This recipe isn’t a traditional coq au vin since I used the mirepoix and omit the pearl onions, but it’s sill delicious. You can easily substitute any kind of meat in this hearty stew and have something warm on a cold winter night.
- 4-6 Chicken pieces – I used a combo legs, thighs, and wings
- 1 Bottle of red wine preferably a pinot noir
- 2 cups of stock
- Half a onion
- 3 carrots
- a stalk of celery
- 1/2 a pound mushrooms
- 1 tablespoon tomato paste
- 3 oz of bacon or salt pork or comparably salty cured fatty meat
- 1 bay leaf
- 2-3 Sprigs of fresh thyme
- 3 cloves of garlic
- Salt and pepper
- Few leaves of fresh basil or flat leaf parsley for garnish
Braising – The basics
The basic idea of braising is to take a cheap and usually tough cut of meat and to cook it slowly for a long time thus tenderizing it and making it edible. Traditionally coq au vin is made with a stewing chicken which isn’t exactly finger licking tender right out of fridge.
True story: Forgetting to put on pants in the morning would be disastrous. Forgetting to prep an ingredient can have similar results.
Chop your celery, 1 carrot and onions into a fine dice. Peel the remaining carrots and just roughly cut them into 1 inch seconds. Slice the mushrooms. Rinse and dry off your chicken pieces and also cut your bacon into small1 /2 inch squares or 1/4-1/2 inch cubes depending on if its sliced or not. Liberally, salt and pepper the chicken.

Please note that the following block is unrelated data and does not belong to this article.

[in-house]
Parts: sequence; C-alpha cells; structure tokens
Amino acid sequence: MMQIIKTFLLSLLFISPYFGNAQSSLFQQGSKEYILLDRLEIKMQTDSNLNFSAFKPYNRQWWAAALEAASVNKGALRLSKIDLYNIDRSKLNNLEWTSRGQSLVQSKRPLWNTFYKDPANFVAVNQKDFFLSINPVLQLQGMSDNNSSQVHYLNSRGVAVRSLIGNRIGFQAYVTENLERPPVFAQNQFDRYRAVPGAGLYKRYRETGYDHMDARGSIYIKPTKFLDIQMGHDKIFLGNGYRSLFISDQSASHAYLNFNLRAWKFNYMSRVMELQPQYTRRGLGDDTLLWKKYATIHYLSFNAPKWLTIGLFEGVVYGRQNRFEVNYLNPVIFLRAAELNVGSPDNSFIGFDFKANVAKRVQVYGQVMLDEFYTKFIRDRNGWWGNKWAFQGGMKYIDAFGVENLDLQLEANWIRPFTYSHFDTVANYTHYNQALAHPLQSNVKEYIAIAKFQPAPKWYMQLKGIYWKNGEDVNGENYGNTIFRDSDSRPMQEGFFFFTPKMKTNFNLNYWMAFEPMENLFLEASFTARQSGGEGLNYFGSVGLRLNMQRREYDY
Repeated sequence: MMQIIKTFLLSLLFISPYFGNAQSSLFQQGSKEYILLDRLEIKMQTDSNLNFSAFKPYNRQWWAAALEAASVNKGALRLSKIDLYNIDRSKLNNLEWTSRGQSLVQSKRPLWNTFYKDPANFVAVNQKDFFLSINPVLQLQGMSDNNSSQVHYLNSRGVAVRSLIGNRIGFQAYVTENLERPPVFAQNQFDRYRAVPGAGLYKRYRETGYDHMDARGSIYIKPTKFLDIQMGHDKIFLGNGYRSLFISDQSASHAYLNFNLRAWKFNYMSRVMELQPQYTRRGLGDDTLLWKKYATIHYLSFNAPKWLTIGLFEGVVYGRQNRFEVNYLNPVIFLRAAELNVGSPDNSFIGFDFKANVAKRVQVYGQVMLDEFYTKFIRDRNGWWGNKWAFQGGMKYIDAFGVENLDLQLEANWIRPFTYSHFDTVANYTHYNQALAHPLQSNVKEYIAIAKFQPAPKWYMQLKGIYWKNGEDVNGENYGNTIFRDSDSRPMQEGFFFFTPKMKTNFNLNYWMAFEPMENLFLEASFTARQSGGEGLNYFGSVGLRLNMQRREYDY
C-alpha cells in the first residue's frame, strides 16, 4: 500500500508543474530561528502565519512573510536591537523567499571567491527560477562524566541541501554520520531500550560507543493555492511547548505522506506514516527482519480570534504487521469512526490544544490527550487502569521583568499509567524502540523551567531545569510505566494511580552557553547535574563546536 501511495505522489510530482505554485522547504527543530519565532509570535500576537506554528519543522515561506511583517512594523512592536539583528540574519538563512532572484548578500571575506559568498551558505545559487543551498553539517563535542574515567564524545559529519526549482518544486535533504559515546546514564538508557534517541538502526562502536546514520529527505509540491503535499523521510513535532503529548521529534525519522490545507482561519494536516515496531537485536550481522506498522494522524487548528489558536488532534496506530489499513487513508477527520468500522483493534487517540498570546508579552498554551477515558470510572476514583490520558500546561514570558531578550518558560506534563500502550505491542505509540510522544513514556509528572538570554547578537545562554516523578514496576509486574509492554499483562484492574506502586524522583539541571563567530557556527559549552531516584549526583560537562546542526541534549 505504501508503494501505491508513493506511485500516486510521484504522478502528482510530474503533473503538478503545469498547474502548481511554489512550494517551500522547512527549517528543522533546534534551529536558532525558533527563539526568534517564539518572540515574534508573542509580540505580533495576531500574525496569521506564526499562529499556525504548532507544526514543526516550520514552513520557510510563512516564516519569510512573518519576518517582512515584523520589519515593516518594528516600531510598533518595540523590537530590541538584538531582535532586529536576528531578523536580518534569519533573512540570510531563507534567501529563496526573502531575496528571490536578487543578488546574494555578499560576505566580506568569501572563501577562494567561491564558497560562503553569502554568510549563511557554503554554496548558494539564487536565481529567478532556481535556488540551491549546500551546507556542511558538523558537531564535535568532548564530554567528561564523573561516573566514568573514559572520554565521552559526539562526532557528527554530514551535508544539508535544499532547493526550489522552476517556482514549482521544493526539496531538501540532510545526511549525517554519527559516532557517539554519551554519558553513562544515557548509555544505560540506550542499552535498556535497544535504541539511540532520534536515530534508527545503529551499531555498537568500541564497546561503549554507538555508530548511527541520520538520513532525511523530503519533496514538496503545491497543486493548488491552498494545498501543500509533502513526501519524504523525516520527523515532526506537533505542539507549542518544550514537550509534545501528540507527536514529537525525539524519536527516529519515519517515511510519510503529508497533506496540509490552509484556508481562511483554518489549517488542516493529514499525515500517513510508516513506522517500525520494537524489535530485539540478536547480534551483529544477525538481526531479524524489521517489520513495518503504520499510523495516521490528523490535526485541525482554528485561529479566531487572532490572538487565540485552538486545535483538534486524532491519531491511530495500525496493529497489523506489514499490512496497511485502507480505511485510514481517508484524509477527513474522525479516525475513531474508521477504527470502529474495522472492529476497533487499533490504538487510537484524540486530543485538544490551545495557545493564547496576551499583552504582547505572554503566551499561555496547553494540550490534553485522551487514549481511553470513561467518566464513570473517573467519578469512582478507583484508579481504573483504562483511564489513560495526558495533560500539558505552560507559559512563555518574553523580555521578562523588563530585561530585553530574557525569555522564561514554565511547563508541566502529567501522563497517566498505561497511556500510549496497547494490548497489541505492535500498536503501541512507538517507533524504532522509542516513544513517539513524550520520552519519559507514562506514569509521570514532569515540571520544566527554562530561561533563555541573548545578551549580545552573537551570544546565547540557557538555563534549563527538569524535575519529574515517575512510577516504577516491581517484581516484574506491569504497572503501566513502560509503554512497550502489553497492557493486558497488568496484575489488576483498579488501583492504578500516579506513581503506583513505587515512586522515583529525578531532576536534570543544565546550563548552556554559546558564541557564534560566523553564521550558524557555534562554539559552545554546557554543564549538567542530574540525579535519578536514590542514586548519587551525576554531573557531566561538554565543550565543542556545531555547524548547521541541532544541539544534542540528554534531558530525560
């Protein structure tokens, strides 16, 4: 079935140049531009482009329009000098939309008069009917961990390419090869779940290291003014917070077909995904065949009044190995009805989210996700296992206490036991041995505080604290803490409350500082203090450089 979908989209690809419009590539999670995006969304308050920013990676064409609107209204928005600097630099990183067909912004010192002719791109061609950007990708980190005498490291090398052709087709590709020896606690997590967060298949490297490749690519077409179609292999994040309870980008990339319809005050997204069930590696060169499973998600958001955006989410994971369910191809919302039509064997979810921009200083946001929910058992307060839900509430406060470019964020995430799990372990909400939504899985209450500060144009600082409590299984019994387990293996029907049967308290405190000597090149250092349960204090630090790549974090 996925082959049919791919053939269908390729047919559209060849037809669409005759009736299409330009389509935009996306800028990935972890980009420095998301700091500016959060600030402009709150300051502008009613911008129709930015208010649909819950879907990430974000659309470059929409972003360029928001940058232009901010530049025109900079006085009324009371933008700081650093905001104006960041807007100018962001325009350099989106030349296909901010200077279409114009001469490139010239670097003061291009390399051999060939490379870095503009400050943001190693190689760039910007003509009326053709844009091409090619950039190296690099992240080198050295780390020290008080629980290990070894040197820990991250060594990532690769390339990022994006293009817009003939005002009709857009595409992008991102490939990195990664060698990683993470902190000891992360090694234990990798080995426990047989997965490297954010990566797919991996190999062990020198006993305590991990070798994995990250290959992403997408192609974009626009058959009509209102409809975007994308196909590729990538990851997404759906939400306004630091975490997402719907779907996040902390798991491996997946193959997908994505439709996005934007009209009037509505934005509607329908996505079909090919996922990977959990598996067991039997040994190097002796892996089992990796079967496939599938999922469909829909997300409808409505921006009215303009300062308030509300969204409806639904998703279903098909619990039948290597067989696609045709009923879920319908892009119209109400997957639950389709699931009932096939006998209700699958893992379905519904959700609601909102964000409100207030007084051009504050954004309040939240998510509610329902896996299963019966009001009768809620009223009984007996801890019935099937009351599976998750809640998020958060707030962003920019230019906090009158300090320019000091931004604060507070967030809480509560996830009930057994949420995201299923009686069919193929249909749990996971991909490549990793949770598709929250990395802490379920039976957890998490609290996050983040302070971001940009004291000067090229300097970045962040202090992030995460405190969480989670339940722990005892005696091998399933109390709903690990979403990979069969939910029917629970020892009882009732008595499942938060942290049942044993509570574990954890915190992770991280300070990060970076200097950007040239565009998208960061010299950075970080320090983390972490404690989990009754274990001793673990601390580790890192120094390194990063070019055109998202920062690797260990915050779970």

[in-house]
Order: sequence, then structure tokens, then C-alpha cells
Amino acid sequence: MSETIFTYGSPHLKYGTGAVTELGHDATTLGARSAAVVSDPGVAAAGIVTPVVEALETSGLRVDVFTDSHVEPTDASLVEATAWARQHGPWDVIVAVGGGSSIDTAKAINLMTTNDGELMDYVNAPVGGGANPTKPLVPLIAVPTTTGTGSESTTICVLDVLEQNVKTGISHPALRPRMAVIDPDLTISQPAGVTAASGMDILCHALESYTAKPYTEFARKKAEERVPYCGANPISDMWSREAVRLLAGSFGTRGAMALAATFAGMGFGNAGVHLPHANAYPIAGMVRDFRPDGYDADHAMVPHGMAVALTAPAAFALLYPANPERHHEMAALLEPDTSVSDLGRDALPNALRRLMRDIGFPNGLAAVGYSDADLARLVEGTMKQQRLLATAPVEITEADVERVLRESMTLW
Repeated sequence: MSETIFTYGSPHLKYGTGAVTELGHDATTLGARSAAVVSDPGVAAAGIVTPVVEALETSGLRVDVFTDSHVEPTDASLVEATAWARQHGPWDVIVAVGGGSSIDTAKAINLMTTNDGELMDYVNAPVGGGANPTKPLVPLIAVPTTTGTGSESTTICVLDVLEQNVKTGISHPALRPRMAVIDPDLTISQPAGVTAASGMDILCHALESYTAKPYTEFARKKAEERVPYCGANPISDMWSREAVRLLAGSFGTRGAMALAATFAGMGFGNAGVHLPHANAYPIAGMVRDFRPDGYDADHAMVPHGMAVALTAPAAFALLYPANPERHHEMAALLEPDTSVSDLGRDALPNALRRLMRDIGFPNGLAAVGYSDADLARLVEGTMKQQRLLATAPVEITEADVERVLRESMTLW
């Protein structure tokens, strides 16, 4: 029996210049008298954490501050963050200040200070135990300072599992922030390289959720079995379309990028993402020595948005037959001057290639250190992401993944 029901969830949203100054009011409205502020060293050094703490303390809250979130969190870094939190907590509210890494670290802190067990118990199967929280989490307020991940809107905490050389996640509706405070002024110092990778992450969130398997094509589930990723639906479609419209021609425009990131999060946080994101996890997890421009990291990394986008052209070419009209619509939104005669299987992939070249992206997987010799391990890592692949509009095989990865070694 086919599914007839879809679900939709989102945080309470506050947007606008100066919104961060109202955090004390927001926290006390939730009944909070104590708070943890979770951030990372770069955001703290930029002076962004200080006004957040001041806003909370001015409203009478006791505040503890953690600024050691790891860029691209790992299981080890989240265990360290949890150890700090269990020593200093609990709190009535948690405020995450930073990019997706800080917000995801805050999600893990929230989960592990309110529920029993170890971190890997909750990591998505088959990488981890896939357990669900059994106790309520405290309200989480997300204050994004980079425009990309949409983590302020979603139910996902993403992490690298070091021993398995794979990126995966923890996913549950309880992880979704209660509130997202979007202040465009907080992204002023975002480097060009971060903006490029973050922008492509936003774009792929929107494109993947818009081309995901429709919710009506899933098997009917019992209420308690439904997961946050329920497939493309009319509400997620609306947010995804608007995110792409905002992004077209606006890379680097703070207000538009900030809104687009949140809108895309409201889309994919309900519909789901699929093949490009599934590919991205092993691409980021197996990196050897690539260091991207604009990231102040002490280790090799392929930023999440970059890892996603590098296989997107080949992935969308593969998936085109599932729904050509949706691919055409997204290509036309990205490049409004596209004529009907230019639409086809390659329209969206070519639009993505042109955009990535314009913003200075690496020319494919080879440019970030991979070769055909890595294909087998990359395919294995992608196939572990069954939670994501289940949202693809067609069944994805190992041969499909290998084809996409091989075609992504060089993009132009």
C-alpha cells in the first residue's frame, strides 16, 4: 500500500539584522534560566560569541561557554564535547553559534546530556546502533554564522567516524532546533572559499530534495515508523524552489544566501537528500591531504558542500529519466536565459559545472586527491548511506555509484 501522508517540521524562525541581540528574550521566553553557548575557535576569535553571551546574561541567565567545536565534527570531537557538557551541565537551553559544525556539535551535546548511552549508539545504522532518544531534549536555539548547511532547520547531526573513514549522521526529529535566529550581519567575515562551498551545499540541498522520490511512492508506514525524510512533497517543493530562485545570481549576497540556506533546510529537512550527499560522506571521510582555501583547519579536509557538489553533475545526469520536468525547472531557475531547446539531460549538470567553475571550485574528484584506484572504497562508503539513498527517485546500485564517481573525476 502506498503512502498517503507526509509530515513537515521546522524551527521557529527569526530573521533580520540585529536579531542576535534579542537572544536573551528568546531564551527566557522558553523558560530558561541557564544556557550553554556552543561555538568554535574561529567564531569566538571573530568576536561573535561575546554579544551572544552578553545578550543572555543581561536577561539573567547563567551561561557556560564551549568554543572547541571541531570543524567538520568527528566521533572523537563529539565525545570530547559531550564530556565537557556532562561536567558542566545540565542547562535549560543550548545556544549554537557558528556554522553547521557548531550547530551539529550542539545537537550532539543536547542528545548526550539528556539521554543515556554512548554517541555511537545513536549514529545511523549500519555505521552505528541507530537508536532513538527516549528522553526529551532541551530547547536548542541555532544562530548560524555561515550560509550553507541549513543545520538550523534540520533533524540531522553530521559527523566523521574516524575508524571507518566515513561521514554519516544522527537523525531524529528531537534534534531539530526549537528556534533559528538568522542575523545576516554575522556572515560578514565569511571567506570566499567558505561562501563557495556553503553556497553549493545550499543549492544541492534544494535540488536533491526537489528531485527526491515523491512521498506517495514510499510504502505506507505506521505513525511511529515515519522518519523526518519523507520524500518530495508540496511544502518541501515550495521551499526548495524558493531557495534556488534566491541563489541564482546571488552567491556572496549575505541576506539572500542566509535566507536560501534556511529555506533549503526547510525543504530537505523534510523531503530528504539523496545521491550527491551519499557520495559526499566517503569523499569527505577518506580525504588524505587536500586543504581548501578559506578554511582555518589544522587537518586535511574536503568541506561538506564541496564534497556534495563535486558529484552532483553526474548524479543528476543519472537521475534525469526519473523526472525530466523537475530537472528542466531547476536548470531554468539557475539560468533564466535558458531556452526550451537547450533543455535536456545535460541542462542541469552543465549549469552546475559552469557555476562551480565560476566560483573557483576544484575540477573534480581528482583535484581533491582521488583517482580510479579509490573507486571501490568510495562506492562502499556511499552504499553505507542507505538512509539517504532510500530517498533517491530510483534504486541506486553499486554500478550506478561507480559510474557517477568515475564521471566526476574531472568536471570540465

Heat a heavy dutch oven or soup pot on medium heat. Add the bacon and render its fat until its golden brown.
Remove the bacon and pour away any excess fat. You want about 1 tbsp of the delicious rendered goodness in the pot for the next step. Place the pot back on the stove and turn it up to medium high. Add the chicken to the pot skin side down and fry until brown which should take 5-10 minutes. Turn chicken and brown the other side.
Remove the chicken from the pot and again pour away any excess fat until you have about 1-2 tbsp left. Now you’re thinking the pot is pretty dirty at this point considering all the dark bits and oil you have going. It’s ok. Dirty is good. All those carmelized brown bits have been our ultimate goal. The french call this stuff fond and its worth its weight in flavorful gold.
Anyways, add the diced vegetables to the pan and cook on medium until the onions are slightly translucent. At this point you can add the rest of the carrots and mushrooms and saute for a minute or two. Now uncork your wine and set aside a glass. Pour the rest into the pan making sure you scrape the bottom with a wood or plastic spoon to release all the delicious bits we’ve been squirreling away. Place the chicken back in and add the stock, bay leaves and thyme. Bring the whole thing to a soft boil. At this point you should have something that looks similar to whats below.
No matter what. No matter how good it looks. Even if someone is going to pay you to take a swill. Even if Tom Riddle’s locket has fallen in. Do not taste this hell broth. I can guarantee to you it’s going to be nasty. Very nasty.
Turn your stove down to the lowest it can go while still maintaining a very soft boil and periodically skim away any foamy scum that may collect on the top. At this point take that glass of wine I asked you to reserve earlier and take a large sip. The hard part is over. Let everything simmer for about an hour. If the sauce hasn’t reduced by 1/3 remove the chicken and boil it off until that state is reached. Salt and pepper the sauce to taste. Stir in a tablespoon of butter if it still isn’t thick enough.
Are you being served?
Place chicken in bowl. Spoon the vegetables and sauce over. Sprinkle some chopped parsley/basil and enjoy.